cover image The Revisionaries

The Revisionaries

A. R. Moxon. Melville House, $27.99 (608p) ISBN 978-1-61219-798-2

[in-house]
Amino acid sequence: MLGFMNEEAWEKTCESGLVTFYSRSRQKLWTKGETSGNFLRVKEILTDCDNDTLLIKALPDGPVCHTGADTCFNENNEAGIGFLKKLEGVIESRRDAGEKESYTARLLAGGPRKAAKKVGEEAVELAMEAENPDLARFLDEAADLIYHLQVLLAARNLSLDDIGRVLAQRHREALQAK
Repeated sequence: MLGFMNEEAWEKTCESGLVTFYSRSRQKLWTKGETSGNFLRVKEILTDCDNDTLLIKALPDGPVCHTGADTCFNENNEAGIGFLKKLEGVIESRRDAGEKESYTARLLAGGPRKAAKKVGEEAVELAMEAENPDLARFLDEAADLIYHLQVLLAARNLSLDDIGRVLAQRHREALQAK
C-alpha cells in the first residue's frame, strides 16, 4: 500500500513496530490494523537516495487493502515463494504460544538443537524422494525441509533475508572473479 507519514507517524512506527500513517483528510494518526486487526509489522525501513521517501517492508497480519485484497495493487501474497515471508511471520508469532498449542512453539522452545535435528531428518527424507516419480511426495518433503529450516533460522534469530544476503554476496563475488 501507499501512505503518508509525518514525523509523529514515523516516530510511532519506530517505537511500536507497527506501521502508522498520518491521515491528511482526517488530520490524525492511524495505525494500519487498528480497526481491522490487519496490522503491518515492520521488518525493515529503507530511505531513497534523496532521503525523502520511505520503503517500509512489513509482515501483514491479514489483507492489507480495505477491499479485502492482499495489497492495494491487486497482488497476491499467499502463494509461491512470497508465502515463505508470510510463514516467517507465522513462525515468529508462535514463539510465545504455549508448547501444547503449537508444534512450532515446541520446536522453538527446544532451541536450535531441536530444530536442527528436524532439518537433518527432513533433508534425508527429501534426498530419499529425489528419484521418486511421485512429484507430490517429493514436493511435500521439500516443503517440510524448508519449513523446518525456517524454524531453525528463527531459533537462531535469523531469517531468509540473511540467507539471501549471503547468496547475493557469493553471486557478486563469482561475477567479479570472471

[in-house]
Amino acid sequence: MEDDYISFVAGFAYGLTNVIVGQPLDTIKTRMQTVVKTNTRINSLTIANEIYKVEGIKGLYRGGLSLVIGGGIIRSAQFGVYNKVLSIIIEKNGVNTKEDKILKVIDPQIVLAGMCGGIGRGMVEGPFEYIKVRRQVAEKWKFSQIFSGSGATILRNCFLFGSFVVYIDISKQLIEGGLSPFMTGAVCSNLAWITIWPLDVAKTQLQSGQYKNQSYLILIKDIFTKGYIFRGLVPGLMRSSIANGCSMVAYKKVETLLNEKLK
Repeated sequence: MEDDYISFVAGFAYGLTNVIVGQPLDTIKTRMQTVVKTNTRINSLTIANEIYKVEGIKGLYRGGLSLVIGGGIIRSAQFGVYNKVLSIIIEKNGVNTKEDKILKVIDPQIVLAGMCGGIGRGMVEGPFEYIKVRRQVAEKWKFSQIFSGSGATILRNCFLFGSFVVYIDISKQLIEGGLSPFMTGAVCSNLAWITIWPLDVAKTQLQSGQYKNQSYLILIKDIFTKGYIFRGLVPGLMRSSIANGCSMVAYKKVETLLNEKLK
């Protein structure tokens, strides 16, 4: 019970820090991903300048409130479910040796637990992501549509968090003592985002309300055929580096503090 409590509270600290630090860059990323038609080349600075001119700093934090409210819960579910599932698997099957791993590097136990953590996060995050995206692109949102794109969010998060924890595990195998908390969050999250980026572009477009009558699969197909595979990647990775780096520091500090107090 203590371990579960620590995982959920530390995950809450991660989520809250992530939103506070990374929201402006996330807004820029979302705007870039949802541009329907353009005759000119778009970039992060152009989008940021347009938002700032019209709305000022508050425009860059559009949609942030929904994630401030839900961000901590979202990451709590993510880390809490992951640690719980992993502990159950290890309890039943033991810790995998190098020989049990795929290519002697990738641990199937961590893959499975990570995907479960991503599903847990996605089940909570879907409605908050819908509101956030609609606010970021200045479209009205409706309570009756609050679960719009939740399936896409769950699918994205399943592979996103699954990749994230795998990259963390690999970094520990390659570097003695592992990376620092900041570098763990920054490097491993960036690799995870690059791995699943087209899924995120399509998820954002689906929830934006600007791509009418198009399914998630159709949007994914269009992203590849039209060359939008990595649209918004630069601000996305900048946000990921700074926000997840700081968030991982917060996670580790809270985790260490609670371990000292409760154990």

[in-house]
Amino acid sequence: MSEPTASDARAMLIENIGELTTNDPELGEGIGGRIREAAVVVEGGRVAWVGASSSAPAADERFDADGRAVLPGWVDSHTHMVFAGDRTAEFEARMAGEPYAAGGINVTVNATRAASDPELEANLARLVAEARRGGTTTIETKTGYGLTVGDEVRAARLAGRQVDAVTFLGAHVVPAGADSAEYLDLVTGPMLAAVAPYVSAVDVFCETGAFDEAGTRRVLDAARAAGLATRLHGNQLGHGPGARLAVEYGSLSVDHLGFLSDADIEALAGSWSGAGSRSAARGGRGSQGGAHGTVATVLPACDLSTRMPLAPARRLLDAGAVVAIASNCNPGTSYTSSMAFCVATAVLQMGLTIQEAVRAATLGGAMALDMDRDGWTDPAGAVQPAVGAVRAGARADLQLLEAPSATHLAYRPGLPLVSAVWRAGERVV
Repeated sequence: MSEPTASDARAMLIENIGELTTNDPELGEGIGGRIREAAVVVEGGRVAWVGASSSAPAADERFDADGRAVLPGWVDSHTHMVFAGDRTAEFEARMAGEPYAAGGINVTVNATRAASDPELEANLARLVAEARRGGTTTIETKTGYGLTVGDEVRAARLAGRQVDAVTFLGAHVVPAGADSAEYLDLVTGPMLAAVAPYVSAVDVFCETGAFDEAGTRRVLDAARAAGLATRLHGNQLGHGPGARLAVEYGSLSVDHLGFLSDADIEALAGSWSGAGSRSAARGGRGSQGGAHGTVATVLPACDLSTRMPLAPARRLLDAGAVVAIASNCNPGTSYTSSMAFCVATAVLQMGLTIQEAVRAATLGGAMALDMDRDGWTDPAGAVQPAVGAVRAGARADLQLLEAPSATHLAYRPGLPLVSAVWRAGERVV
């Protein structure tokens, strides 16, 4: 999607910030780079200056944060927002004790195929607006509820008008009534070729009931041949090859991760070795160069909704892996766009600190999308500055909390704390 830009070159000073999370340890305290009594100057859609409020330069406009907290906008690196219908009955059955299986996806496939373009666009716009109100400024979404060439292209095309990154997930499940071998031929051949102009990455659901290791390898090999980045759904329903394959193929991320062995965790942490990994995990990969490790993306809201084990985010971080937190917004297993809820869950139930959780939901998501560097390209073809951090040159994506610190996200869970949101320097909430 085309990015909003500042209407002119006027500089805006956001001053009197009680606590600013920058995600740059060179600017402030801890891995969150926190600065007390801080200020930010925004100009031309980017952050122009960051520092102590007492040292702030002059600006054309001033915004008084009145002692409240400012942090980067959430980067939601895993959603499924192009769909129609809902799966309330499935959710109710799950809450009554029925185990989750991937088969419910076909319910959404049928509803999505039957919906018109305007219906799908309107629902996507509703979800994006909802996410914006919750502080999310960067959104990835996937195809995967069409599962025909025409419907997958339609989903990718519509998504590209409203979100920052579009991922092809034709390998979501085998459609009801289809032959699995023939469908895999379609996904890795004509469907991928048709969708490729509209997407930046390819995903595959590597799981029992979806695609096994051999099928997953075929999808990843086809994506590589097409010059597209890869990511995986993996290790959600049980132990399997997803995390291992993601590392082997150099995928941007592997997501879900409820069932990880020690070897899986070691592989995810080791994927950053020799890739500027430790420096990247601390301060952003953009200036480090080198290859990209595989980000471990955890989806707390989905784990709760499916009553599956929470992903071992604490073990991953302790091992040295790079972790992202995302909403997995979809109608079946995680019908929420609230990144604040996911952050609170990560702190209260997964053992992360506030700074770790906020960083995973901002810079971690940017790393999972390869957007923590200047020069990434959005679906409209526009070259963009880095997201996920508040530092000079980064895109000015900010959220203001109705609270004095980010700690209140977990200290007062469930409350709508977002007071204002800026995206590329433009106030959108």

Moxon’s antic debut starts off anchored in a particular, if fantastic, place and time, and then dissolves into a less than coherent dissertation on authorship and free will. The first section is set in an inner-city neighborhood of an unnamed industrial city. Here the life of a street preacher with a mysterious source of funding intersects with those of a gang leader, an addled man searching for his son, a young man whose physical form is intermittently perceptible by the people he’s with, a bunch of red-clad ninjas, and the “loonies” newly released from the local mental institution and hopped up on amphetamines. The novel then jumps to an alternative history of Pigeon Forge, Tenn., from the 19th century up to the present, in which a lottery ticket and a fountain dispensing water with amnesiac properties figure prominently. Back in the city, it becomes evident that these characters are the creations of one or more authors, and may in fact be comic book cats. Even at more than 600 pages, the novel’s plot and characters remain curiously undeveloped, and the barrage of verbiage, on subjects such as the properties of the first 10 dimensions of existence, often spins in circles. Even the most patient readers may wish for things to speed up. (Dec.)